For the Holmes completest, it's a necessary curio. For the typical viewer whose knowledge of Holmes is rudimentary at best, it's an undemanding time-killer that's a cut above most other TV-movies (they went all out on interior decoration). Why it's called "Hands of a Murderer" isn't explained, but it's a suitably lurid title.
Good production with lots of good props and settings which looked like the 19th century, except for a couple of phony looking moustaches. In this story the evil James Moriarty endangers Holmes brother, who works for the British government, by trying to gain access to some classified documents so he could use them for his own profit. A good treatment by all the performers, especially the character Moriarty's actor. For the Professor to be so brilliant, he did a very stupid thing at the movie's end which I thought was a little out of character. 3 stars.
Woodward is a vibrant Sherlock Holmes; Hillerman, a subdued Watson and Andrews, the best part of the picture, is an ominous Moriarty. The story rings familiar from some of Doyle's works and it is given good treatment by the cast.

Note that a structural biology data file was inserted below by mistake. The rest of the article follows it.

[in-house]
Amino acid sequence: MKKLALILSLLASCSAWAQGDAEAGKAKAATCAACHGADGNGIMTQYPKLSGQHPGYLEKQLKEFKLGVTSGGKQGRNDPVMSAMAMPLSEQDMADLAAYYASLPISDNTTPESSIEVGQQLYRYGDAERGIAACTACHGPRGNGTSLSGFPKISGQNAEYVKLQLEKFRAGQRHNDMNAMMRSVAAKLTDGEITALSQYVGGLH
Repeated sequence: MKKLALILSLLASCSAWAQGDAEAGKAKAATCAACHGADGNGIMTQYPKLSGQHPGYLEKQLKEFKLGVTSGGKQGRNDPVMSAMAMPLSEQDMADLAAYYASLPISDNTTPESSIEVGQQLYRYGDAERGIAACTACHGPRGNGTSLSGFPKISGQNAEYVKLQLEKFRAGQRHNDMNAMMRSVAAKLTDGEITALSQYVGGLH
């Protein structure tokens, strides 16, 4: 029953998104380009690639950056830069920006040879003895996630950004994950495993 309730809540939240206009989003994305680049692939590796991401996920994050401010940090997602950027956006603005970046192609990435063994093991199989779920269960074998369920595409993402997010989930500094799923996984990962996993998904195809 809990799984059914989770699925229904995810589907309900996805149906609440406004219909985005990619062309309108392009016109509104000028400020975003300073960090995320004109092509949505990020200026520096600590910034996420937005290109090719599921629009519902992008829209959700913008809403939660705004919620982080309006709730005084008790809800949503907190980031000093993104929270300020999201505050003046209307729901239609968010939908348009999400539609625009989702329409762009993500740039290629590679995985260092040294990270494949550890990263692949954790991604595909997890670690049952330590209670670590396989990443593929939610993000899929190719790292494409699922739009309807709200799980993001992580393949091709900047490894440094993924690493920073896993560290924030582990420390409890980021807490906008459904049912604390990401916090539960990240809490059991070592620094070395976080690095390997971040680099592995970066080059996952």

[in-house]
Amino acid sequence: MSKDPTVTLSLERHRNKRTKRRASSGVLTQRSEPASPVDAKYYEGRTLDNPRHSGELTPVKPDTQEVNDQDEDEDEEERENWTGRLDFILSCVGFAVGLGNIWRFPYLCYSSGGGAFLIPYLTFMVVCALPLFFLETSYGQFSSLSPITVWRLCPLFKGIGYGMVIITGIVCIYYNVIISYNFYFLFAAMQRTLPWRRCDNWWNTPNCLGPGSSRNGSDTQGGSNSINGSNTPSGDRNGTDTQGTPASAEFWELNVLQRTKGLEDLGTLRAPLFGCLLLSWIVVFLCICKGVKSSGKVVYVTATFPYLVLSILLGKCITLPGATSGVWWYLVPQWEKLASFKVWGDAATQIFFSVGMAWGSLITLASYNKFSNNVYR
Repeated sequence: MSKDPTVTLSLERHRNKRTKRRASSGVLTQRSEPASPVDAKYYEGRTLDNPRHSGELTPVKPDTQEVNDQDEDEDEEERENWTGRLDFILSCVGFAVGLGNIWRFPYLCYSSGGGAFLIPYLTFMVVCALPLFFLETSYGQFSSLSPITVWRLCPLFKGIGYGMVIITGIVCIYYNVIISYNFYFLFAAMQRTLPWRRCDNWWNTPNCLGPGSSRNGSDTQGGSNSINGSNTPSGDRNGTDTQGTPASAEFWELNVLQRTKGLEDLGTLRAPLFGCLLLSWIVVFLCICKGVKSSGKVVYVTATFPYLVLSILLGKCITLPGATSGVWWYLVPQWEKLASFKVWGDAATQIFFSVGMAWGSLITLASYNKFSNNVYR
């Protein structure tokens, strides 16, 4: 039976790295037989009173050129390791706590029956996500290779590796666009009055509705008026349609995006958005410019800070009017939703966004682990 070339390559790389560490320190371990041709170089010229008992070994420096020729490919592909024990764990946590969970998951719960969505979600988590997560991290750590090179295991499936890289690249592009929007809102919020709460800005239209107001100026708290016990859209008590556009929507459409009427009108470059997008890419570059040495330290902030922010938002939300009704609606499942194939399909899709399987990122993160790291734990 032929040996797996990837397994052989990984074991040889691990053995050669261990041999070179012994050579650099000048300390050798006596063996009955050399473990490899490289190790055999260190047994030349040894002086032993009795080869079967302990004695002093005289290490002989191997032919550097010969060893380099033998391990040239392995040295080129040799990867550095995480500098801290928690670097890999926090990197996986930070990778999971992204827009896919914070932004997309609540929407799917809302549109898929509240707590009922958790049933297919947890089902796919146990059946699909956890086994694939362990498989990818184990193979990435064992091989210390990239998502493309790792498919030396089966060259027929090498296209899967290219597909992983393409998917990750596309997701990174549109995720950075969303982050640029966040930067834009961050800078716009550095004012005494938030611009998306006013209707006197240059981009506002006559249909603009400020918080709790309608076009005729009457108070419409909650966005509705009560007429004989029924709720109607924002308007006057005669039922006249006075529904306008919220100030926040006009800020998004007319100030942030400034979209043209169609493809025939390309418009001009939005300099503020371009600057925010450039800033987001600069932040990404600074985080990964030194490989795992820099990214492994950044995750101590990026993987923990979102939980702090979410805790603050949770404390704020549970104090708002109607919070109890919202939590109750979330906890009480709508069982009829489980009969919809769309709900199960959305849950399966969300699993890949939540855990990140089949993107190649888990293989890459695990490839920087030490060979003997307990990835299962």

An odd, one-off television movie involving Sherlock Holmes vs Professor
Moriarty in a battle for state secrets. The strangest thing about HANDS
OF A MURDERER is the casting of the rotund Edward Woodward as Holmes.
Now, as fine an actor as Mr Woodward was, I don't really think he's
anyone's first choice when it comes to playing the almost cadaverous
Holmes. Watching a movie in which Holmes is bigger than Watson is
Of course, Woodward handles the acting of the part well, and along with the excellent John Hillerman as Watson, he helps to hold the movie together. He needs to the script for this one is a patchwork mish-mash of various Holmes stories and Victorian mystery conventions, with contrived escapes from the gallows, mysterious disappearances and an arch-villain at large. The film is far from perfect and could have been a lot worse, even if the thrills are subdued by the cosy, TV-production style atmosphere.
As Moriarty, Anthony Andrews is delightfully hammy, chewing up and spitting out the scenery at every opportunity. He makes the other actors look sedate, and the film benefits a great deal from his energy. The lovely Kim Thomson also makes for effective support as a femme fatale. There isn't much in HANDS OF A MURDERER to impress or thrill, and elements of actual detection do seem to be in short supply, but fans of the fictional detective should find a few elements of interest here.